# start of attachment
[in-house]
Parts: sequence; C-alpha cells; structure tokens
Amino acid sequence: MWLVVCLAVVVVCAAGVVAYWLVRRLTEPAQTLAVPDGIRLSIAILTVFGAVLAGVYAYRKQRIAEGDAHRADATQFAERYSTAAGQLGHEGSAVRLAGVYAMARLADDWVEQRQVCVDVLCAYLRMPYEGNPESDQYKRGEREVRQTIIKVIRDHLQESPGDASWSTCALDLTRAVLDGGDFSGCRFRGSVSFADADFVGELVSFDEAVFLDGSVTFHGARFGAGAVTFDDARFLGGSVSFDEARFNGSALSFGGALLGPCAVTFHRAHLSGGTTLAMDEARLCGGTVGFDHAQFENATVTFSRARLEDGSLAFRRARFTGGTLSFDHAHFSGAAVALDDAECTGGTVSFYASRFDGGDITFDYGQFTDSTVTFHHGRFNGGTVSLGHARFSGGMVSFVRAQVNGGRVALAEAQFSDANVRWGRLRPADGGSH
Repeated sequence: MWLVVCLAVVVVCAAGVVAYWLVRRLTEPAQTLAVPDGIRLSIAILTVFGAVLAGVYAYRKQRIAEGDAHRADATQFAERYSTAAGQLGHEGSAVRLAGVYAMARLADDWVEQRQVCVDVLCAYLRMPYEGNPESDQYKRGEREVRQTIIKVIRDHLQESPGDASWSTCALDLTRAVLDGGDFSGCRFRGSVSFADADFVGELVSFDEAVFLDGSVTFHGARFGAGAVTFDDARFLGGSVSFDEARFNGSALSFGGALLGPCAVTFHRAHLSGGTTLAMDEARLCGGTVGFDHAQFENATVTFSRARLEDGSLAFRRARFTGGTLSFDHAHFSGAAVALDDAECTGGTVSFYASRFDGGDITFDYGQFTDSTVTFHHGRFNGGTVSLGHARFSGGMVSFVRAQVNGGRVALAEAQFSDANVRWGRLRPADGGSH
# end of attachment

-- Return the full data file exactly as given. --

[in-house]
Parts: sequence; C-alpha cells; structure tokens
Amino acid sequence: MWLVVCLAVVVVCAAGVVAYWLVRRLTEPAQTLAVPDGIRLSIAILTVFGAVLAGVYAYRKQRIAEGDAHRADATQFAERYSTAAGQLGHEGSAVRLAGVYAMARLADDWVEQRQVCVDVLCAYLRMPYEGNPESDQYKRGEREVRQTIIKVIRDHLQESPGDASWSTCALDLTRAVLDGGDFSGCRFRGSVSFADADFVGELVSFDEAVFLDGSVTFHGARFGAGAVTFDDARFLGGSVSFDEARFNGSALSFGGALLGPCAVTFHRAHLSGGTTLAMDEARLCGGTVGFDHAQFENATVTFSRARLEDGSLAFRRARFTGGTLSFDHAHFSGAAVALDDAECTGGTVSFYASRFDGGDITFDYGQFTDSTVTFHHGRFNGGTVSLGHARFSGGMVSFVRAQVNGGRVALAEAQFSDANVRWGRLRPADGGSH
Repeated sequence: MWLVVCLAVVVVCAAGVVAYWLVRRLTEPAQTLAVPDGIRLSIAILTVFGAVLAGVYAYRKQRIAEGDAHRADATQFAERYSTAAGQLGHEGSAVRLAGVYAMARLADDWVEQRQVCVDVLCAYLRMPYEGNPESDQYKRGEREVRQTIIKVIRDHLQESPGDASWSTCALDLTRAVLDGGDFSGCRFRGSVSFADADFVGELVSFDEAVFLDGSVTFHGARFGAGAVTFDDARFLGGSVSFDEARFNGSALSFGGALLGPCAVTFHRAHLSGGTTLAMDEARLCGGTVGFDHAQFENATVTFSRARLEDGSLAFRRARFTGGTLSFDHAHFSGAAVALDDAECTGGTVSFYASRFDGGDITFDYGQFTDSTVTFHHGRFNGGTVSLGHARFSGGMVSFVRAQVNGGRVALAEAQFSDANVRWGRLRPADGGSH